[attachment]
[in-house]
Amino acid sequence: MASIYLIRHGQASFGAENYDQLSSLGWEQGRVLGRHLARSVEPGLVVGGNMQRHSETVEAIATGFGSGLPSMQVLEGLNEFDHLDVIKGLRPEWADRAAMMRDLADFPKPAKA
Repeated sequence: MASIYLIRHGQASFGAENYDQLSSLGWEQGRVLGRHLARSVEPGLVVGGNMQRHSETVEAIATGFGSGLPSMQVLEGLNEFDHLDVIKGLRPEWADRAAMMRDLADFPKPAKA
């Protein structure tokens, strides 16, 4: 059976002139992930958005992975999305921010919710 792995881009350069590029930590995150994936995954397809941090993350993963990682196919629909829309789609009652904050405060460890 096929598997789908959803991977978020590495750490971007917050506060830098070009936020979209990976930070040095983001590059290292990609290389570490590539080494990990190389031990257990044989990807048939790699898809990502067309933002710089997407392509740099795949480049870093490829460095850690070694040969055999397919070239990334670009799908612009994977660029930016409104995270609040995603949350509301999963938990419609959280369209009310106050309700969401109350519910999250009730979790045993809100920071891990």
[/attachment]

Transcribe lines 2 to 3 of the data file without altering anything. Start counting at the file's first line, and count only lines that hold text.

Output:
Amino acid sequence: MASIYLIRHGQASFGAENYDQLSSLGWEQGRVLGRHLARSVEPGLVVGGNMQRHSETVEAIATGFGSGLPSMQVLEGLNEFDHLDVIKGLRPEWADRAAMMRDLADFPKPAKA
Repeated sequence: MASIYLIRHGQASFGAENYDQLSSLGWEQGRVLGRHLARSVEPGLVVGGNMQRHSETVEAIATGFGSGLPSMQVLEGLNEFDHLDVIKGLRPEWADRAAMMRDLADFPKPAKA